Care Centres are a growing industry. Increasing
number of people end up working in call centres and
webcall centres, often on the basis of temporary contracts.
The present writer had the experience of working for
two months in a Belfast based global email company
outsourcing work for Amazon, an online store where
consumers order DVDs, books and CDs. This global email
company is a typical example of a customer care centre,
there is probably better and worse than this company.
The two months spent there on a temporary contract
(supposed to last at least three months, paid £5.50
per hour before tax, no sick pay) were an interesting
experience that gave a good insight about what goes
on in this industry.
most striking thing is the sort of management culture
that exists in this email company. The company tries
to put across a people friendly image,
it seeks to convince that life in the company is relaxed.
It went as far as to invite Jack Straw to visit this
workers paradise. But the reality is that this pseudo-conviviality
conceals an authoritarian, rigid and repressive system.
It is a total institution based on generalised
panopticism as Michel Foucault would have
put it. Everything is being closely monitored and
under constant surveillance. It is halfway between
the prison, the school and the factory. Every time
you go to the toilet or go out, you require a special
pass to open the door. The microchip in the pass records
what time you entered the room and what time you left
it - just to remind you not to spend too much time
out there... Some employees received emails warning
them to watch what they are saying, as the supervisors
did not appreciate their sense of humour. Employees
are encouraged to inform on one another. All movements
are being closely monitored - being two minutes late
leaves you with a warning. Curiously, this rule does
not apply to team leaders who can arrive twenty minutes
late if they so wish
Worse of all are the so-called
supervisors and the team leaders.
They have absolute power over you - without being
accountable to anyone, and can make your life a misery
if they so wish. This writer was unfortunate to fall
under one of the worst kind of supervisors, a woman
called Caroline G. Had this woman been given a uniform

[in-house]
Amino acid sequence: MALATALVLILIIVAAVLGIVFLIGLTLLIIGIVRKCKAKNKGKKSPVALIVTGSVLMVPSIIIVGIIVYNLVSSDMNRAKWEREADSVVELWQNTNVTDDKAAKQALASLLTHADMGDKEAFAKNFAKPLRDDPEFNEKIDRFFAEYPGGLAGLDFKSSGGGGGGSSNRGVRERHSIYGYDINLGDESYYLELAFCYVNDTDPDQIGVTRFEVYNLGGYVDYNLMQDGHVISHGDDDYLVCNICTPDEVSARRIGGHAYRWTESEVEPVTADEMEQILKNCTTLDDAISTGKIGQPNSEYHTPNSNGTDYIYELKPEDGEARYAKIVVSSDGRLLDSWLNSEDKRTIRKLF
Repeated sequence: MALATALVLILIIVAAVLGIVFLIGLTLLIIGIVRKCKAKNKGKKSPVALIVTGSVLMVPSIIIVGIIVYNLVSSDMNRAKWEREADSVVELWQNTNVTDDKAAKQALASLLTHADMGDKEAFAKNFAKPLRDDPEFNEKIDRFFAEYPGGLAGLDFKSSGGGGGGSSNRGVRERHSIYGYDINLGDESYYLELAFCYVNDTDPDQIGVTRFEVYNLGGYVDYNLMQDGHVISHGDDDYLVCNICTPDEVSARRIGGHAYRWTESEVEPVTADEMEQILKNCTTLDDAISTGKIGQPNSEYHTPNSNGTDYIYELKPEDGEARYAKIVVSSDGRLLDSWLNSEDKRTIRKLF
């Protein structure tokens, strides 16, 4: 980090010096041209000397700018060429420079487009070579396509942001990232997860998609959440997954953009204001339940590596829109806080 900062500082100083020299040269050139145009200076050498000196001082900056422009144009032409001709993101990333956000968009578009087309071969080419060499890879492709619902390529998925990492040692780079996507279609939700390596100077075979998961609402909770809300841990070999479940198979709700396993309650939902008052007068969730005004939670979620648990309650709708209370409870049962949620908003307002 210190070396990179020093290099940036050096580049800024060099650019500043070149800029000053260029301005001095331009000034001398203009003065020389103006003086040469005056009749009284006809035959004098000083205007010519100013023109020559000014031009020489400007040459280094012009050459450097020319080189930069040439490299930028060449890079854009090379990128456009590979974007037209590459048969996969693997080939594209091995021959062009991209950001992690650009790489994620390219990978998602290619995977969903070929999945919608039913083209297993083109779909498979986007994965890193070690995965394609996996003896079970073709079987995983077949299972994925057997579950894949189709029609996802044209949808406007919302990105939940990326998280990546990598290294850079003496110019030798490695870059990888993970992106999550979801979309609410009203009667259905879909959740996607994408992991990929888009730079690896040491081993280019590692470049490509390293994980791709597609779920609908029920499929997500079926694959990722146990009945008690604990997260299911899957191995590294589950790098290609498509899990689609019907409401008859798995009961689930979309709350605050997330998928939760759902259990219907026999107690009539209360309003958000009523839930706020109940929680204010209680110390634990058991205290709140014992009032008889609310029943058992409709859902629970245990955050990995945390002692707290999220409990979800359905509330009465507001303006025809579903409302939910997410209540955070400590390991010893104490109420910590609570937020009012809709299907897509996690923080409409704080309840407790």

and a little more power, she would have sent children
to concentration camps. She would use the slightest
excuse to bother you. Any company has rules and regulation,
but what was peculiar about this one was the extreme
rigidity of how the rules were being interpreted by
those petty servants of capital. The GEM does not
treat its workers like employees, but like school
children. It has the most patronising management culture
this writer has ever experienced.
lot of those practices were able to go on because
of the lack of mobilisation by the people working
there. Most are on temporary contract, and if they
showed any resistance, would be fired on the spot
(that happened last year). The company also holds
on to ten percent of their wages until they leave
- the threat of them keeping this money is real enough.
There is a division between those who work there on
a real contract and those who are on a temporary one.
Also, the people there are divided among different
teams (Amazon.fr, Amazon.de, Amazon.com,
different shifts, and have little or no contacts with
each other. So if workers decide to take action, it
could very quickly be contained to a particular group
or team. The practice of the company is to individualise
everything. There is no transparency. There are no
weekly meetings between elected representatives of
each team and the management. It goes without saying
that the company does not recognise trade unions.
The present writer tried to argue that even if trade
unions are not recognised, those working there should
be in contact with the unions in case something happens.
People working in this global email company are already
isolated enough and need contact with the wider world.
hours before our Christmas dinner, the management
told us that our whole team - temporary workers as
well as full timers - was being sacked. The reason
given was that it was not profitable enough. This
writer was not surprised; this fits in well with the
rest of the companys practices. Perhaps one
may have expected the company to have the decency
not to tell us the news three hours before a Christmas
Bizarrely, we had a conversation two
days before that, where I warned the other employees
that something like that may happen if we had no contact
with trade unions.
lessons to be learnt from this two months experience
is that this is likely to repeat itself not just in
the email company outsourcing work for Amazon, but
in all customer contact centres unless
workers organise and fight for their interests. Campaigns
could also be organised, where consumers would boycott
(or bombard the companies with protest emails) the
companies that have such practices. It is time we
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